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In her third novel, Riley charts the peculiar final reckoning of a highly charged romance, exploring the possibility of human connection as two young people try to reconcile themselves to all of life’s bad endings, and give some meaning to their mayfly existences.
‘Incidentally, what’s all this about?’ I said, picking up the underpants that were on the bedside table. They were faded to a charcoal grey, and they were very small. ‘Yeah,’ he said, ‘I guess those should go in the garbage. They’re pretty stinky, right?’ ‘They’re pretty skimpy. You’re a man of extremes.’ ‘You think I should get some new ones?’ ‘I can’t tell you what to do.’ He took the pants off me then, stretched them back on his thumb and sent them shooting towards the corner of the
cuddle. I looked at his face, his drink-tinctured face, blinking back at me. Under his right eye, burst vessels made a pink patch that never disappeared any more. I put my hand over his eyes for a moment, then pressed it down on his curling-up hair. Soon he started prodding at my boobs again. ‘What’s this?’ he said, shaking his head. ‘Looks like – double trouble.’ Some more time passed. We’d moved the pillows and were lying the other way up in the bed, facing the gilt-framed Smoky Mountain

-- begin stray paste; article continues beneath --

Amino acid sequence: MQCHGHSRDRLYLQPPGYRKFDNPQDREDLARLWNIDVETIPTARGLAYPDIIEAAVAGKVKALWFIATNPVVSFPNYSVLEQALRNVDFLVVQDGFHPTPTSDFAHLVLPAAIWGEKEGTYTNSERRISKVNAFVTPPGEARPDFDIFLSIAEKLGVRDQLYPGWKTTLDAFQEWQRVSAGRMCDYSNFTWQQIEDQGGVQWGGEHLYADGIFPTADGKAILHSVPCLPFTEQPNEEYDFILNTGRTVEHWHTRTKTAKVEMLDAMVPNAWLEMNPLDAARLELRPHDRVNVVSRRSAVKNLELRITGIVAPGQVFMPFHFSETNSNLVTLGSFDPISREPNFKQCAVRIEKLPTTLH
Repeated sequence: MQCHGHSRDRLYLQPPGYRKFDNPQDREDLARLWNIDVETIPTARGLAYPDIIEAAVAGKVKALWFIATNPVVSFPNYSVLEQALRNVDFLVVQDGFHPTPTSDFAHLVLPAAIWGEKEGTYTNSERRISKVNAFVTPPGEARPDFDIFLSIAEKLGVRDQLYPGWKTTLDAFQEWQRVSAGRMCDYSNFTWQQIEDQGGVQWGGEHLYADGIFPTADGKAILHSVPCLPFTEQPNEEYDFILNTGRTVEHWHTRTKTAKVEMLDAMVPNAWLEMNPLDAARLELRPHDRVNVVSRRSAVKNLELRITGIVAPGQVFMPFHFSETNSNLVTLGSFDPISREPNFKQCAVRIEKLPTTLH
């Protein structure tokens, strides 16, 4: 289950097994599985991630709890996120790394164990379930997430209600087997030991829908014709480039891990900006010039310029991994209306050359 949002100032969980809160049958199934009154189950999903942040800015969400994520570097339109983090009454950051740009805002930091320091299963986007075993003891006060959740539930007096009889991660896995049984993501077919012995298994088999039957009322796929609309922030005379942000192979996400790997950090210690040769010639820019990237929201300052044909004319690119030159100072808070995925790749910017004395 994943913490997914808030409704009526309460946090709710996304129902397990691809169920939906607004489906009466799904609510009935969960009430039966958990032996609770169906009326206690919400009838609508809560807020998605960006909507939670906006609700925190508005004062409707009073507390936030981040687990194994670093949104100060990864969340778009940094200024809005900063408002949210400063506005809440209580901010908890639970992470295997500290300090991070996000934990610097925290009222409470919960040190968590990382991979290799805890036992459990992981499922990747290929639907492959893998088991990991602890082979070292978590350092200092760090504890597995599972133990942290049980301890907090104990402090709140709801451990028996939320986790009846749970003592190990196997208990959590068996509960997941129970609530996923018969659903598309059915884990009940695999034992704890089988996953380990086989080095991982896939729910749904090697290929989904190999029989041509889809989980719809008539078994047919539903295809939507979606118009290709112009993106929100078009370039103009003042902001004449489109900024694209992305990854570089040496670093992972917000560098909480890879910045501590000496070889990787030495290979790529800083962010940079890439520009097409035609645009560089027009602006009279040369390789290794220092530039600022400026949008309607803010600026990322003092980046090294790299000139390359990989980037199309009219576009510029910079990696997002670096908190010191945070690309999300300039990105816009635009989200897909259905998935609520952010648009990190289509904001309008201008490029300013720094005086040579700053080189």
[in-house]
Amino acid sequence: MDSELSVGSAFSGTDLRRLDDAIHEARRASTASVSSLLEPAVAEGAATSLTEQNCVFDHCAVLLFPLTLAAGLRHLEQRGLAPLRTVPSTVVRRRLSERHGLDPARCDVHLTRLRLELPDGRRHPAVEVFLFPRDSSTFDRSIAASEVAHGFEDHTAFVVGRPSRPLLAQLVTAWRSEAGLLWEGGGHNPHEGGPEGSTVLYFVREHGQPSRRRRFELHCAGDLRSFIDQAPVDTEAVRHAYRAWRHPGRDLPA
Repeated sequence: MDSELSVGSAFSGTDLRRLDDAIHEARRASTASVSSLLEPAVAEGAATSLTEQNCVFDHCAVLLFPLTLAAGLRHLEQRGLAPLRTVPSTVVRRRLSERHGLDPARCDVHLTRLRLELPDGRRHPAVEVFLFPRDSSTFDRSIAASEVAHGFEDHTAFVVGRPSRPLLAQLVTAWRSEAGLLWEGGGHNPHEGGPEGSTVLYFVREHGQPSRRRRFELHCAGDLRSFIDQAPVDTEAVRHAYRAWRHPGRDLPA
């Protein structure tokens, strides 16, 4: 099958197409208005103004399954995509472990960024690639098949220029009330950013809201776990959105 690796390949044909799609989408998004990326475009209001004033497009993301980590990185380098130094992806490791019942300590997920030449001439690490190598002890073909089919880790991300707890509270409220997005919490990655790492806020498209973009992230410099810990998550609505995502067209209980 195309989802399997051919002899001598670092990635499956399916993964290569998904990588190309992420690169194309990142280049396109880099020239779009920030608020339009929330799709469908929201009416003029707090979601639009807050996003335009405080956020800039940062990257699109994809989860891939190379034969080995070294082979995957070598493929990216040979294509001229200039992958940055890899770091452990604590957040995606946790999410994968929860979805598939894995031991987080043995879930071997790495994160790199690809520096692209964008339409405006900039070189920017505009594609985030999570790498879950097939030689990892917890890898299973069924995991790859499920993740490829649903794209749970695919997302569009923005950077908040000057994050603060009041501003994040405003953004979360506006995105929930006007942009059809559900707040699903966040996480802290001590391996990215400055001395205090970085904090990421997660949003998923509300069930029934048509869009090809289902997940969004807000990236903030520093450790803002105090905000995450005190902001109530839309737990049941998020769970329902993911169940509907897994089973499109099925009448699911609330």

situation up,’ I said, ‘quite accurately. That’s Dads, I think, sadly, overbearing, ineffectual, exercising their infantile tyrannies until everyone’s bored and tired out. It is tragic. It’s terrifying. But they have to go. When Mum died, that was different, much more frightening. I’m glad she was cremated, at least. If I had to think of her body, boxed-up, underground – that might be too much.’ Joshua took his arm from around me again then, and he held it in the air, spread his fingers and
drink was set down on a green napkin. It came with a plastic stirrer and a brisk smile. This place wasn’t too busy, it was hopsy-smelling, gently lit, and I felt okay, sitting up on a stool, prodding the ice cubes about in my glass. I hadn’t been in a bar in a year, that was the thing. The girl who’d served me was leaning forward on the counter. Her frayed blonde curls fell to her shoulders. Another girl, also in the uniform black T-shirt gone grey, and shiny black trousers, came over and stood
‘Yeah,’ I said. ‘I’m just looking for my friend, actually. He’s working around here somewhere. Rehearsing? Where would that be?’ The boy cocked his head, but didn’t answer me. He was thinking. I put my hands back in my coat pockets and looked around. ‘Oh,’ the boy said. ‘Hold on. Here’s someone who’ll know.’ A woman with curly hair and glasses had appeared from another door. She did look official. I asked her, and she smiled absently at me, said, ‘Joshua. Yes,’ and told me to go straight